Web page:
The New Times (Kigali)

Rwanda: Hope Among the Historically Marginalised in Nyaruguru

Many years ago, families of those categorised as historically marginalised made a living through rudimental pottery, hunting and entertaining people in ceremonies through their exceptional dance moves.

But as time went by, those past activities lost their appeal thus compelling them to resort to farming and animal husbandry in a society where land was scarce and precious.

Due to limited access to land coupled with societal negligence, the historically marginalised found themselves between a rock and a hard place forcing many to sink deeper into poverty.

"Lack of enough cultivable land is complicating our conditions," says Celestin Nzeyimana, a resident of Raranzige Cell of Rusenge Sector in Nyaruguru district.

"I make my living as a potter which earns me little money that is insufficient to meet my family's needs. Lack of land and domestic animals is affecting my quest to improved living conditions."

Members of the formerly marginalised communities claim that poverty affected society's perception of them.

"People disrespected and chastised us because of poverty," said Philippe Ruzindana, adding that at times others declined to share meals with them.

However, today, there is political will to open up opportunities for the historically marginalised by facilitating them to start up income-generating activities, access to education and skills development.

According to the Nyaruguru vice-Mayor in charge of social affairs, Angélique Nireberaho, there are various initiatives to alleviate poverty among vulnerable individuals.

"We support them like any other vulnerable individuals," she says.

There are over 600 families categorised as historically marginalised in Nyaruguru District. According to officials, the most vulnerable amongst them have benefited from various support programmes like the One Cow Per Poor Family (Gir'Inka) and the Vision 2020 Umurenge Programme (VUP), among others.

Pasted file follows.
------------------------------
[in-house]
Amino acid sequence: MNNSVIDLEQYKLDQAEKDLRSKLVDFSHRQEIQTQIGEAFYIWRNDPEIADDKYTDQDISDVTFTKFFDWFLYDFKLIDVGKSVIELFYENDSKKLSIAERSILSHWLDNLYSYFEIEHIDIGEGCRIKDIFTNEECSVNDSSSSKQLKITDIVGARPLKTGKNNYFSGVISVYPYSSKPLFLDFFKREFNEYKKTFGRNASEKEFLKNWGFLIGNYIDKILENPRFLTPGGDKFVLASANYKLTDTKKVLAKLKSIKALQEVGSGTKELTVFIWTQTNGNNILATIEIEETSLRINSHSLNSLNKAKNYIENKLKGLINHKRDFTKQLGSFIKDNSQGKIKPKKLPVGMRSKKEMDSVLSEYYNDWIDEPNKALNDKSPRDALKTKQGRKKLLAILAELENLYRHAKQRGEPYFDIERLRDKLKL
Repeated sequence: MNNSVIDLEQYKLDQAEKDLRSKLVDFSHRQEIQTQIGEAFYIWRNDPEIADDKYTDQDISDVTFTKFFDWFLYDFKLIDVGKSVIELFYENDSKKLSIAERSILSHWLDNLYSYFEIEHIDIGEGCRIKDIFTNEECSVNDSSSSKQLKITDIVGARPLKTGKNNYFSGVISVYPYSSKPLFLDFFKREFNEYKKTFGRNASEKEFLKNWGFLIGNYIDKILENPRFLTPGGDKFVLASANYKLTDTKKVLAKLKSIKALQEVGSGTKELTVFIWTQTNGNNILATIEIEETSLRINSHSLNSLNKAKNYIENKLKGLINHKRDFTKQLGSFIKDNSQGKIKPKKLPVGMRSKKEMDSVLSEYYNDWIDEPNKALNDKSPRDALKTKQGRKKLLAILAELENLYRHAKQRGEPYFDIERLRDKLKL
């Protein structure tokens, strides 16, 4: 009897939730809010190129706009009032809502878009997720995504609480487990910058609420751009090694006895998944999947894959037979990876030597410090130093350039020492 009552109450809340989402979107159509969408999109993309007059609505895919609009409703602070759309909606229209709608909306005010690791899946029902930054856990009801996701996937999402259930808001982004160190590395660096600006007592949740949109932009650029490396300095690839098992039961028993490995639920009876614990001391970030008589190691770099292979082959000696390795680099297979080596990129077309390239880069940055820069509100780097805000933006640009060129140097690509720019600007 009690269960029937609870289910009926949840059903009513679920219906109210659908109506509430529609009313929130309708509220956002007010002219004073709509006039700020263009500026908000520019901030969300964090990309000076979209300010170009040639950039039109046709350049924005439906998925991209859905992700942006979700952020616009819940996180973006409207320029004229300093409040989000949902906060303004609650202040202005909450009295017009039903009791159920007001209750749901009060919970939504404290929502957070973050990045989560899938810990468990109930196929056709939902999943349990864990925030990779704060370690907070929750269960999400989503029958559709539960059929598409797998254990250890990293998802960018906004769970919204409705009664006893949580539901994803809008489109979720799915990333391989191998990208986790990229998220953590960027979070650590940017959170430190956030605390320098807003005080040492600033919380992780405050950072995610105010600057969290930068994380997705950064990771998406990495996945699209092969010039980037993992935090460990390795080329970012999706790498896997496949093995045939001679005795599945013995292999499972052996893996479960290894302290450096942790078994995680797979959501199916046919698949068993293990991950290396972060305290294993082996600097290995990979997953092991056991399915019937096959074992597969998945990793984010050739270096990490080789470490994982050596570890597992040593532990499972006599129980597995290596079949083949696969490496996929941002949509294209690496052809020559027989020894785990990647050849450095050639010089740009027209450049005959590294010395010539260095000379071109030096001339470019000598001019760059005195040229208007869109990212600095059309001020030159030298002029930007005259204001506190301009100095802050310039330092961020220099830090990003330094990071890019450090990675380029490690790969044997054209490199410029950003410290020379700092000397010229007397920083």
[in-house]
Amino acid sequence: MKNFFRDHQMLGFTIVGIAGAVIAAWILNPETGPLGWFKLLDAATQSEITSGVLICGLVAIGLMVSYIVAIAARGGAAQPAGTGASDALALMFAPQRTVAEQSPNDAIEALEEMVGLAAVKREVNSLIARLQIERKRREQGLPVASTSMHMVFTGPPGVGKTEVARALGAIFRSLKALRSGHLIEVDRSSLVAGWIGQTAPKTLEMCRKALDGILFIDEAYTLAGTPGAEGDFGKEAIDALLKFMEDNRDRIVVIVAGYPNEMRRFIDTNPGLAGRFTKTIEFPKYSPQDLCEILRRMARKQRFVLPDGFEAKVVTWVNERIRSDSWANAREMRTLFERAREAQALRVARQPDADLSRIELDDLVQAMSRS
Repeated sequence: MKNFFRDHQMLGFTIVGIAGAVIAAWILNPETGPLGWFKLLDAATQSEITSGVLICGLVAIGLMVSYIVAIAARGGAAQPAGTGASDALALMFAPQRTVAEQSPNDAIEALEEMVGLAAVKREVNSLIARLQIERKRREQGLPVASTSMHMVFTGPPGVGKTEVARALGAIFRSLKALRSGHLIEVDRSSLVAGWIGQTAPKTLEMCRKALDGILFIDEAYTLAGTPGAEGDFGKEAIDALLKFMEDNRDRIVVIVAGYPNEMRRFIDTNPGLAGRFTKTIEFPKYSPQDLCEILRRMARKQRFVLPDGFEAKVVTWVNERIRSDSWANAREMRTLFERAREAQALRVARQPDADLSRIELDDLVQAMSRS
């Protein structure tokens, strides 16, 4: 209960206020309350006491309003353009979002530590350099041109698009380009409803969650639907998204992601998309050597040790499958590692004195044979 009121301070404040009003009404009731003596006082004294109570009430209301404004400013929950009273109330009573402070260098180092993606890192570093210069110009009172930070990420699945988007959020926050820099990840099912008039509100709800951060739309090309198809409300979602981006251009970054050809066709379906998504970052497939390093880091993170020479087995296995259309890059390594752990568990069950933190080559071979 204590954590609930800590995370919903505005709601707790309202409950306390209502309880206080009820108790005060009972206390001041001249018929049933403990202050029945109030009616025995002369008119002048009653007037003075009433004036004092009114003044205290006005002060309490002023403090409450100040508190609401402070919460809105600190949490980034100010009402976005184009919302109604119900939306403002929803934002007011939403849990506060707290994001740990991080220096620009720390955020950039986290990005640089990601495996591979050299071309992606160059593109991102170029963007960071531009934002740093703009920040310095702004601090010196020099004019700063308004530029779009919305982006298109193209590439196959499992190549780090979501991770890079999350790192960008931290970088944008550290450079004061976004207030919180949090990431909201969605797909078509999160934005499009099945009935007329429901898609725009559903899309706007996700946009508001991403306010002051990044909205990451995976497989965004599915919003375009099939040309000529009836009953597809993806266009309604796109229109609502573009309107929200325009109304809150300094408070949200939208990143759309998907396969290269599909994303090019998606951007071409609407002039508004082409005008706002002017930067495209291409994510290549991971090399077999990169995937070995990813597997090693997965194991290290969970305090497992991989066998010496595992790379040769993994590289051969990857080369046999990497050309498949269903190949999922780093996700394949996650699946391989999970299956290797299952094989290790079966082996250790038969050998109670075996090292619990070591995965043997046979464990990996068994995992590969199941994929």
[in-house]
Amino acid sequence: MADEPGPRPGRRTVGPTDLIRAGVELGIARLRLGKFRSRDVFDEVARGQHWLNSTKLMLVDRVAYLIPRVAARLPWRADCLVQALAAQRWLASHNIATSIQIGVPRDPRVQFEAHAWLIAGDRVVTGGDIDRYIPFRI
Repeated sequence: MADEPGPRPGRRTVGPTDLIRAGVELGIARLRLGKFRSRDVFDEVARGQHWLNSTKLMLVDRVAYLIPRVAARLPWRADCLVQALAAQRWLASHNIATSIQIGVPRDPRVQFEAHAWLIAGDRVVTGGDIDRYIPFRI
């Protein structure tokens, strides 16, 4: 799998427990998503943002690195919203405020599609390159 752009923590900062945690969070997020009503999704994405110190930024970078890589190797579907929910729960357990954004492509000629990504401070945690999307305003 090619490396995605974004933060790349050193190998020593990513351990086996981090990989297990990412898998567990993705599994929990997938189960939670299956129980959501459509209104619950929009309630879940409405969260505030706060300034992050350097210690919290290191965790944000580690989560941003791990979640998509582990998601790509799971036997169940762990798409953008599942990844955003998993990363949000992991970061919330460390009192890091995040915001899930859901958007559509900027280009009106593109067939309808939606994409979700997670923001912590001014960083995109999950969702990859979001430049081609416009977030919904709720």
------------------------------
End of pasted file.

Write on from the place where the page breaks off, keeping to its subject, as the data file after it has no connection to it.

"We have helped them to acquire decent housing and donated animals to the most vulnerable in a bid to help them improve their livelihoods," the district Mayor, Francois Habitegeko, noted.

"Others have received direct cash support through the Vision 2020 Umurenge programme".

Statistics to determine the actual number of beneficiaries were not available by press time. A month ago, one of the beneficiaries, Josephine Nyiramisigaro, 50, received a cow under the Gir'inka programme and expressed optimism about a better future.

"I believe this is the beginning of a long journey towards a transformed life," she says.

"I believe it's (cow) output will be critical in changing my life," she adds, referring to various cattle products like manure and milk.

To have a more sustainable impact, the district is in the process of unveiling a 'long term' project to assist the historically marginalised.

"The idea is to modernise their activities starting with pottery, their traditional art," says Nireberaho.

Dubbed Gitara Project, the name of the village where majority of the historically marginalised live, the project targets about 94 families.

It is due to start off in January with the setting up of basic infrastructure in the village, including a market, an entertainment hall and electricity connection, among others.

The five-year project will cost Rwf 56 million, according to district officials.

"We want to equip them with skills which will enable them to shift from making pots worth the paltry Rwf 200 to more lucrative handicrafts," Nireberaho says.

"We want to put much focus on making of bowls and other modern vessels that can earn them enough revenues rather than the current cooking pots".

The New Times understands that some of the products produced through the programme will be sold to tourists and pilgrims at the Holy Lands of Kibeho, an area which has become famous after the reported apparitions of the Virgin Mary to three young school girls in the early 1980s.

Apart from modernising the ceramic craft, the project also seeks to valorise the cultural talents of the historically marginalised including dance and music.

Under the project, a cultural troupe will be formed. Its members will then receive training from a skilled trainer to perfect their skills, according to the officials.

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